The Minister for Education did not fail to provide for education for S. The Minister is obliged under the Constitution to 'provide for education' not to 'provide education'. As long as provision is made by the Minister for 'appropriate education' the constitutional duty is discharged.

The burden of proof was not discharged by the plaintiff to show that the eclectic provision and in particular that described as Model A, is not an appropriate autism-specific provision.

General damages for the loss of 12 months in the provision of appropriate interventions, the impact of that on the rate of S's developmental progress at a critical time and on his behaviours at Eur50,000.

Award for exemplary or punitive damages refused.

Special damages awarded in a number of categories amounting to Eur10,686.

Reporter: BD

EDUCATION ACT 1998

CHILD CARE ACT 1991

EQUAL STATUS ACT 2000

HEALTH ACT 1970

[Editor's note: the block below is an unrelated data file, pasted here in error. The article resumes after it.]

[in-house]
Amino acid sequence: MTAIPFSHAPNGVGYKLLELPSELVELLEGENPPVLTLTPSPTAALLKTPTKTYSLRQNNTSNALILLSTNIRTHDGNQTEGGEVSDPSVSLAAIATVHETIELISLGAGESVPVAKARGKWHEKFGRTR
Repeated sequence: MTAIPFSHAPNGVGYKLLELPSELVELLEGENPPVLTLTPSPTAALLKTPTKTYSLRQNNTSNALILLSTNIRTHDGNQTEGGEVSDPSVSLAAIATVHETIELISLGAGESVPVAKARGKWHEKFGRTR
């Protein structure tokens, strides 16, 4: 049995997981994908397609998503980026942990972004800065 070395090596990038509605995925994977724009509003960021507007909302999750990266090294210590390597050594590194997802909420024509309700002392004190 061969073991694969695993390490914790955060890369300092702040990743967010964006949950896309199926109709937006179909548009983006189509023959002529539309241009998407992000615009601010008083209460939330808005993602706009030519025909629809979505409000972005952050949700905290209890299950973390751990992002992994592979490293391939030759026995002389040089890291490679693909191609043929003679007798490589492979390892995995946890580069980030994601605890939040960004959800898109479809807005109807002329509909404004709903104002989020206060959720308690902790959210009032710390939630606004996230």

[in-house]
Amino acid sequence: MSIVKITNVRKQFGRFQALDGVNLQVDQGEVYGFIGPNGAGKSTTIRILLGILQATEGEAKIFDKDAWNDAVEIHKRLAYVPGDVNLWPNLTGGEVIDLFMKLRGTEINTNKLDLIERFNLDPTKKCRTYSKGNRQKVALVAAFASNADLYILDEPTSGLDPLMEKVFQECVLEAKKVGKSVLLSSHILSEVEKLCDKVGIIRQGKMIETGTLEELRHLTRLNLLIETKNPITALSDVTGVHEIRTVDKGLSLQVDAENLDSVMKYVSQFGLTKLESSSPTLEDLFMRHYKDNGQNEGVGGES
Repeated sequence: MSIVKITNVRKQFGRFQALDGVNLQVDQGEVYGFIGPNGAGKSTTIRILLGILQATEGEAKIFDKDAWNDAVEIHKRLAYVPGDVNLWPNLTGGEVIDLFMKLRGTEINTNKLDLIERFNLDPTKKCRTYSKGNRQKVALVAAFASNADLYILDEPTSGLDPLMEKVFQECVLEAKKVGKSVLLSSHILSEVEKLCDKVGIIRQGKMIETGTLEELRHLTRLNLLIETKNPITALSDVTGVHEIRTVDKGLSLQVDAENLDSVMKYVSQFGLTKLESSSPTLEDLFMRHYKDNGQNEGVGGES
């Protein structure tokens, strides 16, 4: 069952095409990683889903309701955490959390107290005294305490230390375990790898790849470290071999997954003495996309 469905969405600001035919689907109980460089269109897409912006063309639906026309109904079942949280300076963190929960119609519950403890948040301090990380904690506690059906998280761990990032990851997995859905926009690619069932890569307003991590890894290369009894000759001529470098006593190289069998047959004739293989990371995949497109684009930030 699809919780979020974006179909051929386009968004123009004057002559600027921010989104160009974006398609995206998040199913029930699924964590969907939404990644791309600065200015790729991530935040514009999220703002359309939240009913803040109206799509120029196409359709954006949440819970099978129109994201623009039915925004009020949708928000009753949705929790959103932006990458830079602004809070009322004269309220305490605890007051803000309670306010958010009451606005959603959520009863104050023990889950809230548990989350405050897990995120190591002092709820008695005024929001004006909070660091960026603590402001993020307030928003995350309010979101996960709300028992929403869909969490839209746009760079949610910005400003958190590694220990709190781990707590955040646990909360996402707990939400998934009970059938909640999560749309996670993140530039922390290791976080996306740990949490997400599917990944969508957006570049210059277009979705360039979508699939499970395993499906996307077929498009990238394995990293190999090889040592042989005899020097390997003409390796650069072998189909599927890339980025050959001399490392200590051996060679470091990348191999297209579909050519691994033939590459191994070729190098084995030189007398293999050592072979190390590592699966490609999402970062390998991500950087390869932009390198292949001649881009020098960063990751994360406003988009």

EUROPEAN CONVENTION ON HUMAN RIGHTS ACT 2003 S3

EUROPEAN CONVENTION ON HUMAN RIGHTS ACT 2003 6

EUROPEAN CONVENTION ON HUMAN RIGHTS ACT 2003 7

EUROPEAN CONVENTION ON HUMAN RIGHTS & FUNDAMENTAL FREEDOMS

LEITER LEITER INTERNATIONAL PERFORMANCE SCALE (LIPS), REVISED 1979

GRIFFITHS SCALES OF MENTAL DEVELOPMENT 2004

DUNN, DUNN, WHETTON & BURLEY BRITISH PICTURE VOCABULARY SCALE 2ED (BPVS II)

LOWE & COSTELLO SYMBOLIC PLAY TEST

UNITED NATIONS CONVENTION ON THE RIGHTS OF THE CHILD 1989

UNIVERSAL DECLARATION OF HUMAN RIGHTS 1948

SCHOPLER, MESIBOV & BAKER EVALUATION OF TREATMENT FOR AUTISTIC CHILDREN & THEIR PARENTS 1982 JOURNAL OF THE AMERICAN ACADEMY OF CHILD PSYCHIATRY 21 262

OZONOFF & CATHCART EFFECTIVENESS OF A HOME PROGRAMINTERVENTION FOR YOUNG CHILDREN WITH AUTISM JOURNAL OF AUTISM AND DEVELOPMENTAL DISORDERS 1998 28(1) 25

LORD & SCHOPLER THE ROLE OF AGE AT ASSESSMENT, DEVELOPMENTAL LEVEL & TEST IN THE STABILITY OF INTELLIGENCE SCORES IN YOUNG AUTISTIC CHILDREN 1989 JOURNAL OF AUTISM & DEVELOPMENTAL DISORDERS 19(4) 483

HARRIS, WOLCHIK & MILCH CHANGING THE SPEECH OF CHILDREN WITH AUTISM & THEIR PARENTS CHILD & FAMILY BEHAVIOR THERAPY 4 151